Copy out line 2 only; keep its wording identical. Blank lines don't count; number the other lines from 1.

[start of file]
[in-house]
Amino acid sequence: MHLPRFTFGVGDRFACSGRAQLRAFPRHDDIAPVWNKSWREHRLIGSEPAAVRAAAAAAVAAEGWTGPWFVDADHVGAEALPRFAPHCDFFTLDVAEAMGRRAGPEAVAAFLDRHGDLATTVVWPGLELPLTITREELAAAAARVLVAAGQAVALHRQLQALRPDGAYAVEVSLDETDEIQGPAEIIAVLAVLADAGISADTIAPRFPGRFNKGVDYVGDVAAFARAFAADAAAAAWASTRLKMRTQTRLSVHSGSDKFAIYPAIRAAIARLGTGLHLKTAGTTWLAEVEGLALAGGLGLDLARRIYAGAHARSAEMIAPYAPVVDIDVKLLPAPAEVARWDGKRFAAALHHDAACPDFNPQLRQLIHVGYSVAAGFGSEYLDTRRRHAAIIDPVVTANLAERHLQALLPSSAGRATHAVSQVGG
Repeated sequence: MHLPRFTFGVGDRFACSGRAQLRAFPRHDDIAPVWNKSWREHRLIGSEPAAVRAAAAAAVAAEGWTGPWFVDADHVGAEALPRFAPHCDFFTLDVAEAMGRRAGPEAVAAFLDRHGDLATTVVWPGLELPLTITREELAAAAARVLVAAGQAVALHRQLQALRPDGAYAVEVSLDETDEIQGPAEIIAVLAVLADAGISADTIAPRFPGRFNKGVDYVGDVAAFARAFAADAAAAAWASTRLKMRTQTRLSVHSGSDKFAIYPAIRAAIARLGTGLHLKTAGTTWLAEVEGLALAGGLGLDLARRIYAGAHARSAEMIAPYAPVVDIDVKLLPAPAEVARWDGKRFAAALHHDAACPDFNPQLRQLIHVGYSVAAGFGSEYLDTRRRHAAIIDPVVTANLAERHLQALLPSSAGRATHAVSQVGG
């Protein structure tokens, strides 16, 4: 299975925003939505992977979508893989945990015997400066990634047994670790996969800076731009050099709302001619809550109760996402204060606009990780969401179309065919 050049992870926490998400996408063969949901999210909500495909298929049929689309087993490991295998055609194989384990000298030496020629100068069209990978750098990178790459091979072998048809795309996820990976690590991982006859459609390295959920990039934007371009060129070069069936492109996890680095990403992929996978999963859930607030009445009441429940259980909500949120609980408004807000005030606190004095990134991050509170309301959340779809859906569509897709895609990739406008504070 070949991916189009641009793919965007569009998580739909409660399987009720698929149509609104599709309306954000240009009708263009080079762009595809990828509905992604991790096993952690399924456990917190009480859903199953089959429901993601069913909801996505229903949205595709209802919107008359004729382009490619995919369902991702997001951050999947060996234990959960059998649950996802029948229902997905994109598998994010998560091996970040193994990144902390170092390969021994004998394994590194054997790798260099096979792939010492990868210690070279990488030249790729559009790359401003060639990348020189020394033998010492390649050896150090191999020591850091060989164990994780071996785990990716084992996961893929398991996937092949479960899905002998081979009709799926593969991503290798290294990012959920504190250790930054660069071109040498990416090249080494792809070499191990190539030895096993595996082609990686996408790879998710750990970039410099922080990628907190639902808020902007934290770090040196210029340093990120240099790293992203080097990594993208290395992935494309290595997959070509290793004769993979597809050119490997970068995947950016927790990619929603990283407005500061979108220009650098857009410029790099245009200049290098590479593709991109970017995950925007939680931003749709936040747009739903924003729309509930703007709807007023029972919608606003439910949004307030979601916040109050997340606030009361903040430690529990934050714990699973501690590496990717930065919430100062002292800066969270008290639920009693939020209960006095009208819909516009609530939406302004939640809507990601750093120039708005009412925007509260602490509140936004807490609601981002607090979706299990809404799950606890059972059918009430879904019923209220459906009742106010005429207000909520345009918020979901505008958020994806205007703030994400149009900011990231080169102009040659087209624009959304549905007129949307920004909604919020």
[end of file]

Amino acid sequence: MHLPRFTFGVGDRFACSGRAQLRAFPRHDDIAPVWNKSWREHRLIGSEPAAVRAAAAAAVAAEGWTGPWFVDADHVGAEALPRFAPHCDFFTLDVAEAMGRRAGPEAVAAFLDRHGDLATTVVWPGLELPLTITREELAAAAARVLVAAGQAVALHRQLQALRPDGAYAVEVSLDETDEIQGPAEIIAVLAVLADAGISADTIAPRFPGRFNKGVDYVGDVAAFARAFAADAAAAAWASTRLKMRTQTRLSVHSGSDKFAIYPAIRAAIARLGTGLHLKTAGTTWLAEVEGLALAGGLGLDLARRIYAGAHARSAEMIAPYAPVVDIDVKLLPAPAEVARWDGKRFAAALHHDAACPDFNPQLRQLIHVGYSVAAGFGSEYLDTRRRHAAIIDPVVTANLAERHLQALLPSSAGRATHAVSQVGG